The bald, cold-hearted killer known as Agent 47 is back after a 4-year hiatus to fulfill numerous assassination contracts in various locations around the world on behalf of the International Contracts Agency (aka the ICA). However, this time the locations that Agent 47 is visiting to eliminate his targets are much larger and vast compared to previous iterations of the Hitman series.
The levels in Hitman have now returned to the sandbox style that we saw in Hitman: Blood Money and this time they are huge in comparison to their predecessors. In total, we have 8 new areas for Agent 47 to wreak havoc in – 2 mini-levels and 6 vast sandboxes. The first 2 mini-levels are warm up simulations for 47 as he is initiated into the ICA. Once he passes those with flying colors, he travels to Paris, Sapienza, Marrakesh, Bangkok, Colorado and finally Hokkaido. These locations are well made, well fleshed out and are almost seen as an assassin’s playground. They vary in style, tone, and setting. Fashion shows, hotels, warm rustic towns and cold mountainous areas.
Most of the locations are teeming with people, almost to the detriment of the game’s performance. Just like Absolution, the busier levels suffer from dips in frame rate, especially areas with things such as helicopters flying overhead. The size of the levels is impressive at first, but when you begin to dig into what is going on in each area, you start to realize how convoluted some of them are.
After strangling several people to steal their clothes and therefore upgrade my access level in said area, it turns out I am missing a vital item to get into the high-security area where the target is. Now I must backtrack again and go hunting for a needle in a haystack. In the end, it almost feels like a waste of time to execute a creative kill just for the sake of it. On the other hand, when you do have the key item or even stumble across an opportunity for a creative kill, that is when Hitman’s gameplay comes alive. Falling chandeliers, plummeting icicles, botched surgeries and even vats of shit, there are many humorous and creative murders to commit in the game. You get a real sense of accomplishment and just want to get the hell out of there ASAP. But making the stars align is the part of the game that makes it seem like a real slog.
As creative as some kills can be, other gameplay functions can be boring and repetitive. I lost count of the number of wardrobes, storage boxes and overflowing sinks there are in this game. These have been long-time staples in Hitman gameplay and have really worn thin at this point.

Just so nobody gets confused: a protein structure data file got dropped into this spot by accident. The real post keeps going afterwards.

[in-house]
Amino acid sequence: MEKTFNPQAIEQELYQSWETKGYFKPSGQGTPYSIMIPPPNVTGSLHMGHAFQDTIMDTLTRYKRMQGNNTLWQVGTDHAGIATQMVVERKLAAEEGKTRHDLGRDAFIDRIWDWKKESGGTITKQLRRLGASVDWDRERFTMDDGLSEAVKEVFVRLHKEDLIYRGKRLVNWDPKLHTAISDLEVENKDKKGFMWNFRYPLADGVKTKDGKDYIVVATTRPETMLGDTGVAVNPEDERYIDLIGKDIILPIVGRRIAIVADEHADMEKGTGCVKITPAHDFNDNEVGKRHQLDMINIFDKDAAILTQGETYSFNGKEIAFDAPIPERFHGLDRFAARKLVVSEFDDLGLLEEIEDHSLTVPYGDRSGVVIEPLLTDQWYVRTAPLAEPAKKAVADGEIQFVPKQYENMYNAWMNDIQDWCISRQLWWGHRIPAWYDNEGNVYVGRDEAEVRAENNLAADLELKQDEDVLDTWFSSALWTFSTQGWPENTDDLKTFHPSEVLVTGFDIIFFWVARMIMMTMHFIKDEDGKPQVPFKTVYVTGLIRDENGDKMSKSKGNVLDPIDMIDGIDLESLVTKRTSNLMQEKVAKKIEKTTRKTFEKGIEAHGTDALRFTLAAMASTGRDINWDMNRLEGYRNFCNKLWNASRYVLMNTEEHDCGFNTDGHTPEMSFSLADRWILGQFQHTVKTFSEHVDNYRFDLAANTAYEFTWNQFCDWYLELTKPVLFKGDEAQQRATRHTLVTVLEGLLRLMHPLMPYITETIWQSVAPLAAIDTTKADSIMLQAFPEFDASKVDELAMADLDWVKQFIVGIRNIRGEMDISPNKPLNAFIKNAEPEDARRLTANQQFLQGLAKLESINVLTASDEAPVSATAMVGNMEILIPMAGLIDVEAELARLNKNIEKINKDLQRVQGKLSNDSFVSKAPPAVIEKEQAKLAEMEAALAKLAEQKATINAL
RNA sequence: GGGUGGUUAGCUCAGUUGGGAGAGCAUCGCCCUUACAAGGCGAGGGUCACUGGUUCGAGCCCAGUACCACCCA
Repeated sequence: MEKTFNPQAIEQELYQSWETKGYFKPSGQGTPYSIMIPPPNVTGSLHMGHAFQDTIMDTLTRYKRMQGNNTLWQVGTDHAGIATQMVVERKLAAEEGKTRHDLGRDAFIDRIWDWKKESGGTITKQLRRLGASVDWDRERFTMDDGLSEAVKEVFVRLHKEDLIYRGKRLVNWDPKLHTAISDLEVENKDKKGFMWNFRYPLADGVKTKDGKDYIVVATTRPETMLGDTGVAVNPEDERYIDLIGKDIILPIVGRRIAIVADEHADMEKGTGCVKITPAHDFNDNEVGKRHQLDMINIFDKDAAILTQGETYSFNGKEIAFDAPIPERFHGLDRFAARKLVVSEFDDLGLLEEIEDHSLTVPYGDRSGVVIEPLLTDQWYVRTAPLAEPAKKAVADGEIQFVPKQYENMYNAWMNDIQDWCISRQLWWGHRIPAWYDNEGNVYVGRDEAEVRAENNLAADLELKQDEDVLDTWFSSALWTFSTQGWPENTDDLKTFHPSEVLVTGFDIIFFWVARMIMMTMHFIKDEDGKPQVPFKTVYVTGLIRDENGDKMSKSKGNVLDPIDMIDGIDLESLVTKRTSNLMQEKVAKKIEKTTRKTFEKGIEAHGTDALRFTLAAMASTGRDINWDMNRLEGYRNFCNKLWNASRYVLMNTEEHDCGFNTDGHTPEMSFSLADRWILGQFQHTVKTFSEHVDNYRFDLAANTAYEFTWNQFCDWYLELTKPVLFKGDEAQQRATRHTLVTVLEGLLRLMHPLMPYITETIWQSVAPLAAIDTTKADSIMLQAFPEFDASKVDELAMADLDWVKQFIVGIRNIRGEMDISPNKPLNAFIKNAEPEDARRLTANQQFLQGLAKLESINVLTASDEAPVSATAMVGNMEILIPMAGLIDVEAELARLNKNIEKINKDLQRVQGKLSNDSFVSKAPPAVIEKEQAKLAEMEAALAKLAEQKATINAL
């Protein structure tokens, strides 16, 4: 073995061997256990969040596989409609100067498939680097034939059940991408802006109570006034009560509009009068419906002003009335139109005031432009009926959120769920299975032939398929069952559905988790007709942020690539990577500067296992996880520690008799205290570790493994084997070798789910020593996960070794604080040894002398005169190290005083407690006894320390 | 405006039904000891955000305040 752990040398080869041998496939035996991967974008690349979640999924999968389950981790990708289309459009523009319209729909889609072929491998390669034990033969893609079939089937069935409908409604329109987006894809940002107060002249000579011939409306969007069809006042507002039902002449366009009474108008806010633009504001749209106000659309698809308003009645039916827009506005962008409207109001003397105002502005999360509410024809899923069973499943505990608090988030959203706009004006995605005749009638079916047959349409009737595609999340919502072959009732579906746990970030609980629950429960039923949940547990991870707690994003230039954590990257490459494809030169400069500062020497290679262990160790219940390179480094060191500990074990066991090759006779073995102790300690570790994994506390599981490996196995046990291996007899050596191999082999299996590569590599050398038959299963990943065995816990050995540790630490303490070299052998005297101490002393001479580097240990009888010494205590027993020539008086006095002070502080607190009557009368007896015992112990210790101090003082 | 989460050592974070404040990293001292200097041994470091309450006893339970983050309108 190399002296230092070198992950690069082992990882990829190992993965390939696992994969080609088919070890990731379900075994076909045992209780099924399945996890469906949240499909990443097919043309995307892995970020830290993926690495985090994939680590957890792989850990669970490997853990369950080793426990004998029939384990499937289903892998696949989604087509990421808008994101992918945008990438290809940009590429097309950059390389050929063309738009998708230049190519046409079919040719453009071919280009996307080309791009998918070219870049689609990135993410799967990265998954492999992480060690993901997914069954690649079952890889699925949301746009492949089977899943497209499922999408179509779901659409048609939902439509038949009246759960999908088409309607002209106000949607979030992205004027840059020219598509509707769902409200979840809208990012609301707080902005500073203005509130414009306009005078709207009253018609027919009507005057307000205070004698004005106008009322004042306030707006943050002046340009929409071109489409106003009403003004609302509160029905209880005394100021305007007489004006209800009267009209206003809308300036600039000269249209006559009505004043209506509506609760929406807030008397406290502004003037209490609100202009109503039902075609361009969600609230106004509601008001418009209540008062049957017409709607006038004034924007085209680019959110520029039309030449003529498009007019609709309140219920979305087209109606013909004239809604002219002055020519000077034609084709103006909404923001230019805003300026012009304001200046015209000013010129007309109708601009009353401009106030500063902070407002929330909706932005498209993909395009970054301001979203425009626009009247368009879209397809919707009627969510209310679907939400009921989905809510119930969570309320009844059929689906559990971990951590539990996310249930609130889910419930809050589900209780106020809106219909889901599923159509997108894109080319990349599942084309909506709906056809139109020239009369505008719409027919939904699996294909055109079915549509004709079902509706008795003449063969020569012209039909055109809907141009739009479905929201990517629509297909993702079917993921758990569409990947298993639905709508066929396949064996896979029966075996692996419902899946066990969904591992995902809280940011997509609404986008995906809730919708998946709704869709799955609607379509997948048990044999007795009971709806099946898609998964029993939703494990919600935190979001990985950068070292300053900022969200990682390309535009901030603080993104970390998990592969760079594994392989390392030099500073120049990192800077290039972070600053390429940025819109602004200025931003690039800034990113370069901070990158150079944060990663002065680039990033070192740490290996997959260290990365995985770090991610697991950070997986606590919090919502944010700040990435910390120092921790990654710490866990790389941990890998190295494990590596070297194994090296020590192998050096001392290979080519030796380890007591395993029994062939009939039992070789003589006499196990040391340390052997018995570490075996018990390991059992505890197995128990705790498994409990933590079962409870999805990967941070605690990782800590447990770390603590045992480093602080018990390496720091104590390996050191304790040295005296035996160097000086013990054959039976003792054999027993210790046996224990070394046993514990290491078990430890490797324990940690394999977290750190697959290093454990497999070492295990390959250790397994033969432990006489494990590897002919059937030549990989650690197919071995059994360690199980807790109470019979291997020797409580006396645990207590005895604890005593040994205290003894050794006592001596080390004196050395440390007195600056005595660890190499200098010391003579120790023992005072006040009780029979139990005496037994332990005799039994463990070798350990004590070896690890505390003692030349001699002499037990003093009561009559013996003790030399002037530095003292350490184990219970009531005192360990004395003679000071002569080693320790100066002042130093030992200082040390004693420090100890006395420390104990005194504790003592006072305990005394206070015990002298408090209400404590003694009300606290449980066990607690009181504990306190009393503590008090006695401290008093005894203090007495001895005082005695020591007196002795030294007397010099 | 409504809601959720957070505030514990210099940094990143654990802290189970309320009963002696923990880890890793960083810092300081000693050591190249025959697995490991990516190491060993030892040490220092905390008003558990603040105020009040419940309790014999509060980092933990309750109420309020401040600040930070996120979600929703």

If you are a perfectionist in stealth games, then get ready for those loading times because they are long. Very long. This can be explained due to the script-heavy nature of the gameplay. But when your whole attempt can unravel with an unexplained glitchy accidental murder of a civilian (instead of a strangle) then you must hit that reload option repeatedly. IO Interactive seem to have been aware of this and integrated a handy auto-save feature which saves your progress in incremental stages.
A new mechanic which has been added to the gameplay is “opportunities”. This is basically IO Interactive holding your hand and showing you what there is to do to achieve the perfect kills. You usually stumble across opportunities by eavesdropping on a conversation being had by NPCs. These can be turned off, but if you are losing patience then this function could be vital for getting the mission over and done with and just getting out of there.
Another part of the gameplay that IO Interactive have improved is the most important part of any Hitman game – the disguises. In Absolution, every police officer knew every other police officer in the world and so on. This made the disguises redundant and ruined the game. They have finally nailed it. Now only some police officers will realize after a time that your attire is fugazi and the rest will have no clue. The scope of being the proverbial chameleon has increased which makes the gameplay much more entertaining. You can be anything from a security guard, a chef, a member of an indie band, a member of a militia and even Santa Claus himself.
The AI has improved from Absolution as well. Now if you trespass you will be asked to leave immediately in a firm manner, whereas in previous titles, stepping over a line saw the AI feel justified to blow you away. If you look suspicious and someone catches a glimpse of you, they will investigate for a while then go back to what they were doing. If you hang around too long, you will either get reported by a civilian or simply murdered in quick fashion by armed enemies. Battles are greatly discouraged in this game. You can only afford to be shot a couple of times before Agent 47 is toast.